contributions from capital gains to be generally within the conduit principle, as
demonstrated by their inclusion in the definition of distributable net income in
643(a)(3).4 Amounts paid or permanently set aside for charity were dealt with
separately in 642(c) apparently because Congress did not wish charitable gifts
by trusts to be subject to the percentage limitations imposed on individuals in
170(b). Having authorized this broad deduction in 642(c), Congress enacted
663(a)(2) to prevent the trust from having a double deduction and a beneficiary
from claiming a charitable deduction already taken by the trustee. See H.R.Rep.
No. 1337, supra, 1954 U.S.Code Cong. & Ad.News 4344; Sen.Rep., id. at
4621. None of this speaks to the point whether Congress meant that gains
required to be paid to a charity as distributable income should be included in
computing the alternative tax under 1201.


The increase in the tax due to including such distributable gains in computing
the alternative tax would have to be borne by either the charities or the
remaindermen. If, as the compromise agreement here authorized, the trustee

takes from the charities a quarter of the amount otherwise distributable to them
on the theory that the charitable gifts required to be made out of income should
not increase the tax burden on the remaindermen, there is an indirect incursion
on the exemption afforded the charities by 501. On the other hand, to place the
burden on the remaindermen would subject them to a higher tax than if the
settlor has not included charities among the income beneficiaries.5 Such a
situation is quite different from that in Weil where the taxpayers in effect made
charitable gifts of gains they themselves realized during the year. Thus the
literal reading of 1201(b) urged by the Commissioner would not only be
inconsistent with the general scheme of trust taxation but would bring about
adverse results with respect to charitable gifts that Congress is unlikely to have
intended. The Supreme Court's observation in Helvering v. Bliss, 293 U.S. 144,
150-151, 55 S.Ct. 17, 20-21, 79 L.Ed. 246 (1934), although on a different
problem, seems singularly apt:

'The exemption of income devoted to charity and the reduction of the rate of tax
on capital gains were liberalizations of the law in the taxpayer's favor, were
begotten from motives of public policy, and are not to be narrowly construed.'


See also United States v. American Trucking Ass'ns, Inc., 310 U.S. 534, 543544, 60 S.Ct. 1059, 84 L.Ed. 1345 (1940); J. C. Penney Co. v. C.I.R., 312 F.2d
65, 68 (2 Cir. 1962).


We decide only that long-term capital gain required to be treated by a trust as

distributable income to charities need not be included in 'the excess of the net
long-term capital gain over the short-term capital loss' under 1201(b)(2); we are
not required to determine what the result here would have been if the trustees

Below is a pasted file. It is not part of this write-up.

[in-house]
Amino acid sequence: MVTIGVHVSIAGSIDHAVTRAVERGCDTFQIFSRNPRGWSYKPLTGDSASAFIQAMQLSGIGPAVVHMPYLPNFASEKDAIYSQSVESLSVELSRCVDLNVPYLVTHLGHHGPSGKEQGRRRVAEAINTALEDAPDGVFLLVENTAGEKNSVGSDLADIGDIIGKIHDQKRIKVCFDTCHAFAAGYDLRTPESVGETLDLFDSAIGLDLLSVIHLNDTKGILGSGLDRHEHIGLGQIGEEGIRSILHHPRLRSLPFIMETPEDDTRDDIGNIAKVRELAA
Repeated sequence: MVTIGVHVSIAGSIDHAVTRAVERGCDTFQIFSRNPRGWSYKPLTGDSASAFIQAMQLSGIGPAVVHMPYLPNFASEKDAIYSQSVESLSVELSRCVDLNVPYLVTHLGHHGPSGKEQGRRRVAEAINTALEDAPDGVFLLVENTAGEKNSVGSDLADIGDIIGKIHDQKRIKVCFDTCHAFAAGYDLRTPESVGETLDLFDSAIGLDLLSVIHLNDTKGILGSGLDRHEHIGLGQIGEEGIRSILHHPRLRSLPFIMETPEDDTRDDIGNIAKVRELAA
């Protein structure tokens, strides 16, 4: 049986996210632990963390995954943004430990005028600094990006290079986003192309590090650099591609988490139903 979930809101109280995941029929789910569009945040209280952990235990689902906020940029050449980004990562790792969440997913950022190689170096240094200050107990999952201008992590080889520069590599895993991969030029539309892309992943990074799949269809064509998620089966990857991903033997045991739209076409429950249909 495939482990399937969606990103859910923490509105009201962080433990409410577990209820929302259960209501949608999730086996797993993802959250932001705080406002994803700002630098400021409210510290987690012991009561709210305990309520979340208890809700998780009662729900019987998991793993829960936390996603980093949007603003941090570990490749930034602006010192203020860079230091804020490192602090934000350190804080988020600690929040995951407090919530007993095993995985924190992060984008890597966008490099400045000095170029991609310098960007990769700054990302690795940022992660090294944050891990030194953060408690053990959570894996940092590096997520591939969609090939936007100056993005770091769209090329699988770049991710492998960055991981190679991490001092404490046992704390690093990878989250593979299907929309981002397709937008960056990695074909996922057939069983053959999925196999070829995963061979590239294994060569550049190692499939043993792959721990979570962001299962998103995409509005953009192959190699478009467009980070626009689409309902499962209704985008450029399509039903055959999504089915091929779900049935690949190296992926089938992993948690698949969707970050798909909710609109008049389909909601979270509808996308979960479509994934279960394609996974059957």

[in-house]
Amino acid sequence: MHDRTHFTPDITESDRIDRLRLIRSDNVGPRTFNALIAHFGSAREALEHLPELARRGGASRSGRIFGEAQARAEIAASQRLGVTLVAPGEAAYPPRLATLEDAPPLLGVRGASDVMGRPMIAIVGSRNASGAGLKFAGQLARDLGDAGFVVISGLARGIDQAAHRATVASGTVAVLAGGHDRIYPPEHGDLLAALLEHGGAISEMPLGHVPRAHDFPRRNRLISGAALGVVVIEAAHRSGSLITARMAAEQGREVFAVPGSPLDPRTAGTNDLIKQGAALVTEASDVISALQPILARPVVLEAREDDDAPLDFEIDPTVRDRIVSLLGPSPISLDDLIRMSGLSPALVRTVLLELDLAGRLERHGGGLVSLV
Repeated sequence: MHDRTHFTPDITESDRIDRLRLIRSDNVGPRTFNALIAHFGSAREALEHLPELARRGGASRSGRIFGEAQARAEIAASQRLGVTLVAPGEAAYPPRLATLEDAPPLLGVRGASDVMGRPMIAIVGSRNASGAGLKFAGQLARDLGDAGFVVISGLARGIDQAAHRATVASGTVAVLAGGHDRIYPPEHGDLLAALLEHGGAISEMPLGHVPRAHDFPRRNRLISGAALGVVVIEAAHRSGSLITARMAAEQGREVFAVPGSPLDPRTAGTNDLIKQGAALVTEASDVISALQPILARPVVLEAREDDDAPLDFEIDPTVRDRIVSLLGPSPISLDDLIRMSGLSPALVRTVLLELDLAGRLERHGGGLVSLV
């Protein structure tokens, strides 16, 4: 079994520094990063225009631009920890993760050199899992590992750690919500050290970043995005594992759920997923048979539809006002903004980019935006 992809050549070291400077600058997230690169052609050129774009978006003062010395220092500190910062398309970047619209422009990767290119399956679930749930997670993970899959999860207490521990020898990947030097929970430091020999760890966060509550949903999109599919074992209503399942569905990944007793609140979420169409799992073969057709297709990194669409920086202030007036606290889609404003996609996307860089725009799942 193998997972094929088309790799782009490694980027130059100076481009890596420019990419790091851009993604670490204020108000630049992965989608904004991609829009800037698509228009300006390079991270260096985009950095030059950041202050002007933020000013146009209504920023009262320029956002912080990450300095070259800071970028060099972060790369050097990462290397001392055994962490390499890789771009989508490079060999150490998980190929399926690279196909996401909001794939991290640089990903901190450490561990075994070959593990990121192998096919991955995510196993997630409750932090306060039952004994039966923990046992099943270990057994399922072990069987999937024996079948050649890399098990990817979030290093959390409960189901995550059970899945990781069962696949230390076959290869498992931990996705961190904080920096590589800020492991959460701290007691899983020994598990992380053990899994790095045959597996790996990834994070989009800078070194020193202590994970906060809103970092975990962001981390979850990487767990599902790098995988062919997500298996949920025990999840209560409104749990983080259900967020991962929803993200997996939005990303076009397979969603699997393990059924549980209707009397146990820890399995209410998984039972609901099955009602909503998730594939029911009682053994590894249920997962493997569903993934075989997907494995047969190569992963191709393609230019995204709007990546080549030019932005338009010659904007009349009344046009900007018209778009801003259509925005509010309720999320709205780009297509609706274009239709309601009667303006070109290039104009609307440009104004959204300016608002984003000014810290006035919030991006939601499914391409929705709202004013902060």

had exercised their power to make a charitable distribution greater than the 15%
Required by the trust agreement.


DOOLING, District Judge (dissenting):


Section 663(a)(2) precludes treating the current distribution of a capital gain

amount to charity as a deductible distribution under Section 661(a) to which the
conduit treatment of Section 662(b) is accorded; an amount so paid out is a
deduction in the trustee's return under Section 642(c). The consequence, it
would appear, is that the alternative tax on the trustee income, computed with
allowance of the charitable deduction of 642(c), is measured on the sum of the
capital gain that the trustee retains for corpus and the capital gain that he pays

out currently to charity. The retained corpus capital gain is, plainly, not so
generously relieved of tax as it would have been if the statute had permitted the
trustee to treat the charitable payment as distributable income under Section
661(a). But the Congress has, nevertheless, treated all similarly situated
taxpayers alike in this respect, denying them any greater measure of relief from
their tax liability by reason of the charitable nature of certain of their deductions
than the relief which the present trust received at the hands of the
Commissioner and the Tax Court and the relief that Weil received in the Sixth
Circuit. Weil v. Commissioner, 6th Cir. 1956, 229 F.2d 593. The nature of the
other deductions for which Weil received no capital gains tax relief did not
affect the decision; it would have been the same had they all been charitable

To be sure in such a case as the present one the current distributable charitable
amount must be viewed as vesting directly in charity at the instant the gain
accrued to the trust and must not be thought of as accruing first to the trustee
and then being devoted to charity by a separate and subsequent act of will on
the trustee's part. But the Congress by the tight and explicit structure of the
Subchapter J provisions has denied to charitable payments out of trusts what
would otherwise be the consequence of that analysis. The analysis reflects the
fact that currently distributable charitable amounts would by their intrinsic
nature be distributions and deductible as such in the trustee return under Section
661(a) but for the existence of Sections 663(a)(2) and 642(c) which convert
them into deductions and deny them the character of distributions. The statute's
effect is too plain to be supposed an inadvertent one, and it is far from being
ungenerous. The alternatives are payment of tax at ordinary rates on half the